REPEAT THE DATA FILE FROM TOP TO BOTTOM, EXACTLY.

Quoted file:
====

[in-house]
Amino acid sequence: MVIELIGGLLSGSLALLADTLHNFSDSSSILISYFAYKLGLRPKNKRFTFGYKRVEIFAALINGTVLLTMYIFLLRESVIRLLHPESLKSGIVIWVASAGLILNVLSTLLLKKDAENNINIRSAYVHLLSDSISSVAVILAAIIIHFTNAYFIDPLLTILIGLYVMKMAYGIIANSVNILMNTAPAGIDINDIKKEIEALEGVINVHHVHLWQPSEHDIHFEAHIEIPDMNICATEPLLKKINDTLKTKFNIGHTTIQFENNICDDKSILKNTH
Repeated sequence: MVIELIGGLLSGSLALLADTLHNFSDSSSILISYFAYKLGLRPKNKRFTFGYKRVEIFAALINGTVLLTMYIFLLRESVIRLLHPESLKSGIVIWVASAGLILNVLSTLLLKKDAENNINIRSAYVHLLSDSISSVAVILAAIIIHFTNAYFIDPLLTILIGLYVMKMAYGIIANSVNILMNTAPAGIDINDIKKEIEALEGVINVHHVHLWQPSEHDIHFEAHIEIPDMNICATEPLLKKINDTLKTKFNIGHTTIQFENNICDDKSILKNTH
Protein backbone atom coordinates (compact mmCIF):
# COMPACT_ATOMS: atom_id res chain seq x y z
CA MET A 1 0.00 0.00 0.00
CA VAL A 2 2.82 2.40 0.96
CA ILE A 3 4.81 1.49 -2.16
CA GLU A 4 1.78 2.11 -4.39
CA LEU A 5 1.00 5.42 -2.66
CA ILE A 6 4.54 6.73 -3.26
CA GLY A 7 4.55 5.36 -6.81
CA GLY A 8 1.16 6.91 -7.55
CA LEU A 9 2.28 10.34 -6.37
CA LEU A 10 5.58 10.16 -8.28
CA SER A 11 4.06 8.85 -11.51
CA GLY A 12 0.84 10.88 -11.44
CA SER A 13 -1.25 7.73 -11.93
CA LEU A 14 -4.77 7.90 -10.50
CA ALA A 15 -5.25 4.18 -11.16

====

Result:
[in-house]
Amino acid sequence: MVIELIGGLLSGSLALLADTLHNFSDSSSILISYFAYKLGLRPKNKRFTFGYKRVEIFAALINGTVLLTMYIFLLRESVIRLLHPESLKSGIVIWVASAGLILNVLSTLLLKKDAENNINIRSAYVHLLSDSISSVAVILAAIIIHFTNAYFIDPLLTILIGLYVMKMAYGIIANSVNILMNTAPAGIDINDIKKEIEALEGVINVHHVHLWQPSEHDIHFEAHIEIPDMNICATEPLLKKINDTLKTKFNIGHTTIQFENNICDDKSILKNTH
Repeated sequence: MVIELIGGLLSGSLALLADTLHNFSDSSSILISYFAYKLGLRPKNKRFTFGYKRVEIFAALINGTVLLTMYIFLLRESVIRLLHPESLKSGIVIWVASAGLILNVLSTLLLKKDAENNINIRSAYVHLLSDSISSVAVILAAIIIHFTNAYFIDPLLTILIGLYVMKMAYGIIANSVNILMNTAPAGIDINDIKKEIEALEGVINVHHVHLWQPSEHDIHFEAHIEIPDMNICATEPLLKKINDTLKTKFNIGHTTIQFENNICDDKSILKNTH
Protein backbone atom coordinates (compact mmCIF):
# COMPACT_ATOMS: atom_id res chain seq x y z
CA MET A 1 0.00 0.00 0.00
CA VAL A 2 2.82 2.40 0.96
CA ILE A 3 4.81 1.49 -2.16
CA GLU A 4 1.78 2.11 -4.39
CA LEU A 5 1.00 5.42 -2.66
CA ILE A 6 4.54 6.73 -3.26
CA GLY A 7 4.55 5.36 -6.81
CA GLY A 8 1.16 6.91 -7.55
CA LEU A 9 2.28 10.34 -6.37
CA LEU A 10 5.58 10.16 -8.28
CA SER A 11 4.06 8.85 -11.51
CA GLY A 12 0.84 10.88 -11.44
CA SER A 13 -1.25 7.73 -11.93
CA LEU A 14 -4.77 7.90 -10.50
CA ALA A 15 -5.25 4.18 -11.16